Ghost Story Writing,  Running Writing,  Writing



A monochrome landscape. The leaning block on Hogger Tor in the peak district, seen from the hill below through swirling mists.
Higger Tor, in solstice mist

Northern winter; at the turning of the year.  At the turning of nature’s year, not the turning of our human year.  Mistchill and windwhip swirl around the fell and valley blurring sound and sight.  Reminders this place of aeons old fort and ritual may be within Sheffield’s city bounds, yet it isn’t really of the city. 

Tempting weather for an old fool to go adventuring. 

And so, I step off the afternoon bus by the silent pub, set my face to the path and run.  A familiar place, I know near every pool and trod and tree.  A score of metres tracing a heather bound desire path and the road noise is no more.  There’s just my breathing and footfall in the isolating peace of a cold winter mist.  

Running feels much younger me easy, landmarks passing smoothly, if hazily, through and by my peaceful little world bubble.  As I move along the stepping stone path reflections and shadows on the mist flicker in my peripheral vision.  For just a fleeting moment a brocken spectre keeps easy pace on my shoulder, then fades back into mist.  

The crossroads between the south and north edges looms sooner than expected.  Easy to miss a landmark or two in this ten metre sphere of almost visibility.  Meh, I’m on familiar ground, I know where I am, know where I am bound.  

Somewhere outwith my sight a raven caws.  

Turn left, descend fast to cross the valley.  Deep into the inversion, colder now, condensation on my eyelashes and beard, breath visible.  Follow the trods by muscle memory, mist is full dense fog here, no vision beyond an arm span.  The river, shrouded in the fog, grubbles and chatters farther and larger than I know it to be.  

Keep running.  


Feet scrattle for grip on the not quite ice slick stones of the old bridge.  Ribs and forehead bounce off the clappers, hand slams into the riverbed and I’m on my knees in the flow under the eastern bank.  Blood seeping from a not yet throbbing slash across my palm stains the downstream flow.  Stay a while, until I can breathe again.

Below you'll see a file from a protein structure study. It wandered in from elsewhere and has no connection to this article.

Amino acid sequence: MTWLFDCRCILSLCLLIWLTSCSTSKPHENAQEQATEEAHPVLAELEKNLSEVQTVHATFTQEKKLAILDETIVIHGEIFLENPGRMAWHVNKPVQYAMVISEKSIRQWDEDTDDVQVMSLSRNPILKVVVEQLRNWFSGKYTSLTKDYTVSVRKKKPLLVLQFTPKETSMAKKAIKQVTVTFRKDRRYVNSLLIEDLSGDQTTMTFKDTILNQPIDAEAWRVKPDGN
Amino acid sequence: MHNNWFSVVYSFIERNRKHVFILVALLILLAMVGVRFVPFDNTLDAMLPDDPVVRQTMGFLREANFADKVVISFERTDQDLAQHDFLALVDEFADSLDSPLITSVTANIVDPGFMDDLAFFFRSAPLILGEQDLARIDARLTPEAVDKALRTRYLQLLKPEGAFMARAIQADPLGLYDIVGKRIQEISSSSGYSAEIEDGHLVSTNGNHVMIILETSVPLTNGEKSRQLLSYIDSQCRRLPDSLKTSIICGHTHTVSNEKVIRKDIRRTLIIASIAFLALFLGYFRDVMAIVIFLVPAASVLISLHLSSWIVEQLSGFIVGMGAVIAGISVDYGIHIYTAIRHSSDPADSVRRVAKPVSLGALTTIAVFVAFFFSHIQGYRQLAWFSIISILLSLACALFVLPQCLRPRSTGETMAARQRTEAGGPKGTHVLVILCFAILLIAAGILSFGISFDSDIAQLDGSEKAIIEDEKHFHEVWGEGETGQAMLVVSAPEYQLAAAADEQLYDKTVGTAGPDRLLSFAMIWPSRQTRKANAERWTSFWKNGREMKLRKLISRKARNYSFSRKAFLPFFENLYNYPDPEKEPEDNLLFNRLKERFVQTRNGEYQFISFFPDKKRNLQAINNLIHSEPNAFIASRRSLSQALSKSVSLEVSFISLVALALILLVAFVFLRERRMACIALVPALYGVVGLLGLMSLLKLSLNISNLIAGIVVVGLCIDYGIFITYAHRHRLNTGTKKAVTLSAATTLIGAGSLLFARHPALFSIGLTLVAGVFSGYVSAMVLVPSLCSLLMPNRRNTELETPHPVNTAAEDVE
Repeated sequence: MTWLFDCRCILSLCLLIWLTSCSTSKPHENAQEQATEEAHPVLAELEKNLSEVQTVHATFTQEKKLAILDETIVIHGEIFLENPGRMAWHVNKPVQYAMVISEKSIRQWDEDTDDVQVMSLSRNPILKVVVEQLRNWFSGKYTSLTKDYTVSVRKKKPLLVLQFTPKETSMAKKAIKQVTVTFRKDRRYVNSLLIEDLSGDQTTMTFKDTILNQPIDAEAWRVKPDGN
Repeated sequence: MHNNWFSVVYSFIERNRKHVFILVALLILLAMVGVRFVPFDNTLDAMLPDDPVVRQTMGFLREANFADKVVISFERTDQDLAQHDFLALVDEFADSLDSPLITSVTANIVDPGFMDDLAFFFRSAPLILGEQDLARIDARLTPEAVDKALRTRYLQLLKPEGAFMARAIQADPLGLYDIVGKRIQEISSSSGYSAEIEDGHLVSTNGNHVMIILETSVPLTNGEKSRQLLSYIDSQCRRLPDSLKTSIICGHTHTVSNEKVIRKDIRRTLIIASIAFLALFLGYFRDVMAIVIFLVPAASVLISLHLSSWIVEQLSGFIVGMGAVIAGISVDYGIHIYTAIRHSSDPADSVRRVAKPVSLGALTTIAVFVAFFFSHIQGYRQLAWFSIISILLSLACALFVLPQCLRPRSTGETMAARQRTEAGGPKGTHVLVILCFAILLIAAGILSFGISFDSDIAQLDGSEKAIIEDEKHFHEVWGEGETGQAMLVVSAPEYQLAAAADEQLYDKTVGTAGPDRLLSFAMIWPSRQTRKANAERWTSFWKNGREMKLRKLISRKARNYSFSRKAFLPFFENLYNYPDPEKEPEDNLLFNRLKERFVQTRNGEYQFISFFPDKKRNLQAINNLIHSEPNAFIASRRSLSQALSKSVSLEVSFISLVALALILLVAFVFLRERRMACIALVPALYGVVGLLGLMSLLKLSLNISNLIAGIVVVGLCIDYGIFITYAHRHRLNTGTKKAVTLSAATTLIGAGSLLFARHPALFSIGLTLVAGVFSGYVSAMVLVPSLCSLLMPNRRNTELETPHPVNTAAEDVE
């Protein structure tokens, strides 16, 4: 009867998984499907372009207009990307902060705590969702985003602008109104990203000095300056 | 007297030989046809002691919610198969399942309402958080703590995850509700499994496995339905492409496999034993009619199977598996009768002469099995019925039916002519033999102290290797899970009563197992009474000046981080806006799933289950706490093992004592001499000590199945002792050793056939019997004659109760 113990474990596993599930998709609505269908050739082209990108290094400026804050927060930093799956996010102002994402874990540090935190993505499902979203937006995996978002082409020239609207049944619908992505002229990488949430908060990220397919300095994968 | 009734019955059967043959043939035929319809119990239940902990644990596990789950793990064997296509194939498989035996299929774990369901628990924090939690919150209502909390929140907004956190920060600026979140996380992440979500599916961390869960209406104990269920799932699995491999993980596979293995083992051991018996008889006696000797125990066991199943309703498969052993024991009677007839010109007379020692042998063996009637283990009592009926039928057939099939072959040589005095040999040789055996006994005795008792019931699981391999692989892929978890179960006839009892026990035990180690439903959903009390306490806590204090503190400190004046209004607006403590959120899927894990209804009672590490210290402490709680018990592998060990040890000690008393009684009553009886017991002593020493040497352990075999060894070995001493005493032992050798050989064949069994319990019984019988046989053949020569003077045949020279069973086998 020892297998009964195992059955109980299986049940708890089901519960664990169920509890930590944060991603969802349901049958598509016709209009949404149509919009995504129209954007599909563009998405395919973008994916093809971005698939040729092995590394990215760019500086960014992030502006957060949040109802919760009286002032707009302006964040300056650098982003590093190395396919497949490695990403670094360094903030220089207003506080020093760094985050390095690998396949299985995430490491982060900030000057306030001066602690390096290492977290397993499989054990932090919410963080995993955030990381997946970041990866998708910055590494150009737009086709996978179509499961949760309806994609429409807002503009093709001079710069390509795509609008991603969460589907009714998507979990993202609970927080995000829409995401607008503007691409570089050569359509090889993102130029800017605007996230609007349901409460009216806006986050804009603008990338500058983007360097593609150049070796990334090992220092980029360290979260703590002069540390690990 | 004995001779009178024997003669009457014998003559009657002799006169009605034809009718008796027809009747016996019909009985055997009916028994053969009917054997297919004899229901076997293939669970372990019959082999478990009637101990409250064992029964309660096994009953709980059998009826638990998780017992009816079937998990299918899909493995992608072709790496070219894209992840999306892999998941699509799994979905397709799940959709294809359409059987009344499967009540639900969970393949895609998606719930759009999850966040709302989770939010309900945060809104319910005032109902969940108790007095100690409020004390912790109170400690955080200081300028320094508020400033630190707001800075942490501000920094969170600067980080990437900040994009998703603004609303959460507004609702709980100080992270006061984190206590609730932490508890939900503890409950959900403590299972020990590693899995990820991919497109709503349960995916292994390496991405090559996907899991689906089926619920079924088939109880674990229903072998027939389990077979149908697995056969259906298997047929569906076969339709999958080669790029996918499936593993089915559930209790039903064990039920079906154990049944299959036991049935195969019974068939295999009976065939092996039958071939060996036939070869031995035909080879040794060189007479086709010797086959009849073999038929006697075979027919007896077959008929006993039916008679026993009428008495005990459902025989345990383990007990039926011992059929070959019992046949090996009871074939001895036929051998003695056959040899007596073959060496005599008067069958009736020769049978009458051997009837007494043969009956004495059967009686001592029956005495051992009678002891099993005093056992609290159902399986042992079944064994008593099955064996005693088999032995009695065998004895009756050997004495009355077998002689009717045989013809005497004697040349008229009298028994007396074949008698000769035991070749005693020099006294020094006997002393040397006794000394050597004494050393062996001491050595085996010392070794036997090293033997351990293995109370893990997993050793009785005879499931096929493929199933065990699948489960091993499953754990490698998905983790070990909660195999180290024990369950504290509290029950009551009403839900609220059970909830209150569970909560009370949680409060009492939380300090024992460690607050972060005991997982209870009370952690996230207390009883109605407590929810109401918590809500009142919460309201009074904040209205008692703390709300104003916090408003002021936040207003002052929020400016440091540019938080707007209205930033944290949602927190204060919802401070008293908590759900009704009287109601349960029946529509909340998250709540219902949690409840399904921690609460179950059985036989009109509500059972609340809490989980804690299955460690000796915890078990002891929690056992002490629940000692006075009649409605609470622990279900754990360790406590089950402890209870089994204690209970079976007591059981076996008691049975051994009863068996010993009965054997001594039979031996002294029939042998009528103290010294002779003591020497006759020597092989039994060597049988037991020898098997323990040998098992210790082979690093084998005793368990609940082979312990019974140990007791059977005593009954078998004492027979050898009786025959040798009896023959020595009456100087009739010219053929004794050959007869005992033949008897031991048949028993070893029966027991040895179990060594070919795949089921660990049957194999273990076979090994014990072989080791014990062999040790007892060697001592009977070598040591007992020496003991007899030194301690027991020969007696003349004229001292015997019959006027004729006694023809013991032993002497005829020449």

From the scraggy trees, the raven caws.  

The bridge now futile, I wade and scramble out the far bank to slump shivering on the abutment.  Quick drink, and a handful of jelly babies; I’m rattled and cold and sore, shivering hard enough to spill both food and drink. Time to bugger off.  Easier now to carry on than turn around, so go, move.  

The west bank bogs though have drowned the path, today they run steep and deep and cold.  Lungs labour, heart races and thighs burn as every other step sinks into bone chilling liquid peat.  So I run slow, mud mired from knee down.  My still numb palm is bleeding unheeded. 

I pause.

The crossroads in the col, dry ground; bruised ribs stabbing with each gasp, swelling forehead pounding with each heartbeat.  Mist lifts on a lone warm zephyr.  Stillness.  My world bubble expands; hill fort to my left, ritual stones to my right, pale sun descending behind the fell before me.  My now throbbing palm is still bleeding, dripping blood onto the bare ground.  The weather shifts again, the mistchill and windwhip return.  Visibility closes back to an arm span, the twilight fades in as the sun falls behind the fell. 

The raven’s caw echoes round the valley.  

Something inside twitches. 


I should run.   

I should run now. 


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